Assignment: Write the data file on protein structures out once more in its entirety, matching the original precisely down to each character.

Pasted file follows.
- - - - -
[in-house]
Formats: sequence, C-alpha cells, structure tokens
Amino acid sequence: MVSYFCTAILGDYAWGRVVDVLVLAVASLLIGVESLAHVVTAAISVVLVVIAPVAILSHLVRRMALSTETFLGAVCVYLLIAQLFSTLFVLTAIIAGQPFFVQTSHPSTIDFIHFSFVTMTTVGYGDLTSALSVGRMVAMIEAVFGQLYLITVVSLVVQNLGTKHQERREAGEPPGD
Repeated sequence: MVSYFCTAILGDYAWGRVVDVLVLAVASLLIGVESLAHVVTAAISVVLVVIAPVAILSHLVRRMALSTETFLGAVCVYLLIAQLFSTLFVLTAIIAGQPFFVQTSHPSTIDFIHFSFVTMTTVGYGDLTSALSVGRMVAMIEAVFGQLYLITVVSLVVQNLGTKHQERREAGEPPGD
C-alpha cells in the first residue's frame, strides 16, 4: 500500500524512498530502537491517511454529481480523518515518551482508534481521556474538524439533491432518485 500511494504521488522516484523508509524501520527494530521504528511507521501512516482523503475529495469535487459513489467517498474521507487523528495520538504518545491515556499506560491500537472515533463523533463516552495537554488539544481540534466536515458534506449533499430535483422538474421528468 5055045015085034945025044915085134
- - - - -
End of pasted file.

[in-house]
Formats: sequence, C-alpha cells, structure tokens
Amino acid sequence: MVSYFCTAILGDYAWGRVVDVLVLAVASLLIGVESLAHVVTAAISVVLVVIAPVAILSHLVRRMALSTETFLGAVCVYLLIAQLFSTLFVLTAIIAGQPFFVQTSHPSTIDFIHFSFVTMTTVGYGDLTSALSVGRMVAMIEAVFGQLYLITVVSLVVQNLGTKHQERREAGEPPGD
Repeated sequence: MVSYFCTAILGDYAWGRVVDVLVLAVASLLIGVESLAHVVTAAISVVLVVIAPVAILSHLVRRMALSTETFLGAVCVYLLIAQLFSTLFVLTAIIAGQPFFVQTSHPSTIDFIHFSFVTMTTVGYGDLTSALSVGRMVAMIEAVFGQLYLITVVSLVVQNLGTKHQERREAGEPPGD
C-alpha cells in the first residue's frame, strides 16, 4: 500500500524512498530502537491517511454529481480523518515518551482508534481521556474538524439533491432518485 500511494504521488522516484523508509524501520527494530521504528511507521501512516482523503475529495469535487459513489467517498474521507487523528495520538504518545491515556499506560491500537472515533463523533463516552495537554488539544481540534466536515458534506449533499430535483422538474421528468 5055045015085034945025044915085134